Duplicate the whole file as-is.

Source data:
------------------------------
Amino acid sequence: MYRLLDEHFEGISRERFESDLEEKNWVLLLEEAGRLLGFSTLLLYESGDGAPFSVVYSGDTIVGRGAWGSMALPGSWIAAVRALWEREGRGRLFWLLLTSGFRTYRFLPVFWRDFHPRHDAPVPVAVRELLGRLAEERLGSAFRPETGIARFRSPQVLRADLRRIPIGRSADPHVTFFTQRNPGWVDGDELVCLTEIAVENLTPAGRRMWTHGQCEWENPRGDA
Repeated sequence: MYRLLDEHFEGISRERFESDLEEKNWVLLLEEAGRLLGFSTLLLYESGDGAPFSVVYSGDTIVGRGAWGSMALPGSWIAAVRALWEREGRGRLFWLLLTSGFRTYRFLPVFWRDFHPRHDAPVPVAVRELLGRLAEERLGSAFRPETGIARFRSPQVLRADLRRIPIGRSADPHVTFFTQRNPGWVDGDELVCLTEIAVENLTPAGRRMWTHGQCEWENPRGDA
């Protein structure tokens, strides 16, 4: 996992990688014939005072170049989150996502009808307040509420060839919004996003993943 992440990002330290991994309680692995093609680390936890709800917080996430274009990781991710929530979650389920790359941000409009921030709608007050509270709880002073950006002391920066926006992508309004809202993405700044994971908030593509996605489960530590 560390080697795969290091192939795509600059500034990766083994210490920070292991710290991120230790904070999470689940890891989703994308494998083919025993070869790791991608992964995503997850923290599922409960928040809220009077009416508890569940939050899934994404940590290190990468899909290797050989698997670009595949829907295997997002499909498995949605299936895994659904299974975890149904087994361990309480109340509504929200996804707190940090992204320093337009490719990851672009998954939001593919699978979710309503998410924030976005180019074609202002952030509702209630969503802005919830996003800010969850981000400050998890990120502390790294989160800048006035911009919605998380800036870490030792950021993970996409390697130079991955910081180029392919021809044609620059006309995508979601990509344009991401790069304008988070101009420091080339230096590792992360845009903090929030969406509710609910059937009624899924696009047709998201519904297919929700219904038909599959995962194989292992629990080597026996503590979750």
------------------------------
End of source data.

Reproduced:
Amino acid sequence: MYRLLDEHFEGISRERFESDLEEKNWVLLLEEAGRLLGFSTLLLYESGDGAPFSVVYSGDTIVGRGAWGSMALPGSWIAAVRALWEREGRGRLFWLLLTSGFRTYRFLPVFWRDFHPRHDAPVPVAVRELLGRLAEERLGSAFRPETGIARFRSPQVLRADLRRIPIGRSADPHVTFFTQRNPGWVDGDELVCLTEIAVENLTPAGRRMWTHGQCEWENPRGDA
Repeated sequence: MYRLLDEHFEGISRERFESDLEEKNWVLLLEEAGRLLGFSTLLLYESGDGAPFSVVYSGDTIVGRGAWGSMALPGSWIAAVRALWEREGRGRLFWLLLTSGFRTYRFLPVFWRDFHPRHDAPVPVAVRELLGRLAEERLGSAFRPETGIARFRSPQVLRADLRRIPIGRSADPHVTFFTQRNPGWVDGDELVCLTEIAVENLTPAGRRMWTHGQCEWENPRGDA
């Protein structure tokens, strides 16, 4: 996992990688014939005072170049989150996502009808307040509420060839919004996003993943 992440990002330290991994309680692995093609680390936890709800917080996430274009990781991710929530979650389920790359941000409009921030709608007050509270709880002073950006002391920066926006992508309004809202993405700044994971908030593509996605489960530590 560390080697795969290091192939795509600059500034990766083994210490920070292991710290991120230790904070999470689940890891989703994308494998083919025993070869790791991608992964995503997850923290599922409960928040809220009077009416508890569940939050899934994404940590290190990468899909290797050989698997670009595949829907295997997002499909498995949605299936895994659904299974975890149904087994361990309480109340509504929200996804707190940090992204320093337009490719990851672009998954939001593919699978979710309503998410924030976005180019074609202002952030509702209630969503802005919830996003800010969850981000400050998890990120502390790294989160800048006035911009919605998380800036870490030792950021993970996409390697130079991955910081180029392919021809044609620059006309995508979601990509344009991401790069304008988070101009420091080339230096590792992360845009903090929030969406509710609910059937009624899924696009047709998201519904297919929700219904038909599959995962194989292992629990080597026996503590979750």